Another jaw dropping piece involves a group of teenage boys relaying a story about a young boy and his cow. The central monologuist narrates as a group of teenage artists enrich the performance with cleverly orchestrated sounds.

The result of the culmination of work is a symphony of opinions that bring food stories from different cultures and times into a cohesive statement. This is a production that soars above expectations associated with words like “community theater” and “teenage production.” Albany Park Theatre Project has enough integrity, talent and focus to raise the bar of community theater.

 
 
Rating: ★★★½
 
 

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REVIEW: Effie (The Neapolitans)

When ‘Gossip Girl’ meets Orwell’s 1984

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The Neapolitans present
 
Effie
 
by Cory Tamler
directed by Brea Hayes
at EP Theater, 1820 S. Halsted (map)
thru May 9th  |  tickets: $10-$20  |  more info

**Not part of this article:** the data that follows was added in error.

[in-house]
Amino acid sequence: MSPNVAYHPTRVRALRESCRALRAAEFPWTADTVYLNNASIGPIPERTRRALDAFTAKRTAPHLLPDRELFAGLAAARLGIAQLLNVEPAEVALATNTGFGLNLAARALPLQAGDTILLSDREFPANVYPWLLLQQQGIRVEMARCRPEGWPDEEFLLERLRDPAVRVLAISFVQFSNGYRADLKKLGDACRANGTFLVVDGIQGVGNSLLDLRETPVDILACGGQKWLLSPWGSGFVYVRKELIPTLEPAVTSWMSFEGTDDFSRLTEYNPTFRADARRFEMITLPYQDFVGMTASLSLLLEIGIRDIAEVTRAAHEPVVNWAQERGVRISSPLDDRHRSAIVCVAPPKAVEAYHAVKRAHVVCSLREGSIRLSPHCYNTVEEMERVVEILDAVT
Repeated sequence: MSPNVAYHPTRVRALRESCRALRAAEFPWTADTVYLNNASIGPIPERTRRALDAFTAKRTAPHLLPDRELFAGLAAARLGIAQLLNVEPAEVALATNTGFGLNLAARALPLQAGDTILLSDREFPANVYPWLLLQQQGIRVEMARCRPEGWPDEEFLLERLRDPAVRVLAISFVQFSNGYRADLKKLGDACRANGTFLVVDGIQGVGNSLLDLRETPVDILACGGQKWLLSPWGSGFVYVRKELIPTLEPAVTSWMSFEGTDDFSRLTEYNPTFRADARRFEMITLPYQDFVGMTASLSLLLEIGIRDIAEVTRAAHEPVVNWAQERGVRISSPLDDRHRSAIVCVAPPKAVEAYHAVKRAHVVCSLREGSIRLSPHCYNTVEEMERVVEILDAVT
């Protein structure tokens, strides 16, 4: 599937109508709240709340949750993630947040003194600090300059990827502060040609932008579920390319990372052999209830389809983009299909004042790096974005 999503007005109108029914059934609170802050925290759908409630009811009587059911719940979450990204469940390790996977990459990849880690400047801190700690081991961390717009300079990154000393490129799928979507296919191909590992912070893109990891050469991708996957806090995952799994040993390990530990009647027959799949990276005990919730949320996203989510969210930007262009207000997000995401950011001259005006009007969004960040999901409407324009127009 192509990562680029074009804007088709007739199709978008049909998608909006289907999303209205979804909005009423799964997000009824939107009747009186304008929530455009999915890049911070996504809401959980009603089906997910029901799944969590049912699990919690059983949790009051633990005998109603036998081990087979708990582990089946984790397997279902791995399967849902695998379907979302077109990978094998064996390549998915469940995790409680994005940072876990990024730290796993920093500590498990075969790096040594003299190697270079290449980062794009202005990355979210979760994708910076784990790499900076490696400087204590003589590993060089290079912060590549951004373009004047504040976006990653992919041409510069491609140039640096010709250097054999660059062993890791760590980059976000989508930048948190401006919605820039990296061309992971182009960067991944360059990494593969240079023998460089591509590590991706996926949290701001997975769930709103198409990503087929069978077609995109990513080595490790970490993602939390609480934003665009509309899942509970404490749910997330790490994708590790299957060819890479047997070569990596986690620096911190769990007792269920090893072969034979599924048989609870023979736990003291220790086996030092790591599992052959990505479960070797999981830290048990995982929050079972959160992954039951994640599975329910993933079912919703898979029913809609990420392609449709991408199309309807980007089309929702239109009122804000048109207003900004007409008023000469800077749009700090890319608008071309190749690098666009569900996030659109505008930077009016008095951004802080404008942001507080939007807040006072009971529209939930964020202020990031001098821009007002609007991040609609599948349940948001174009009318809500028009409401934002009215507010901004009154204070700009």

So many things go wrong with The Neapolitans’ production of Effie. Written by Cory Tamler and directed by Brea Hayes, they attempt a modern retelling of EuripidesIphigenia, wherein Agamemnon is President of the United States, Clytemnestra, or Clyta (Anna Carini) is First Lady, Achillles (Andrew Burden Swanson) is their daughter’s fiancé, and Iphigenia, or Effie (Hilary Williams), is the sacrificial victim. On stage at EP Theatre, it’s a premise we are all meant to take seriously—no comedy, satire or irony here. The play is meant to have modern political and social import because, in this dystopian fantasy of America, the bombings of the Twin Towers on 9/11 were not the end. Instead, in Effie, terrorists have hit city after city, reducing America to an unstable wreck of a security-compromised nation.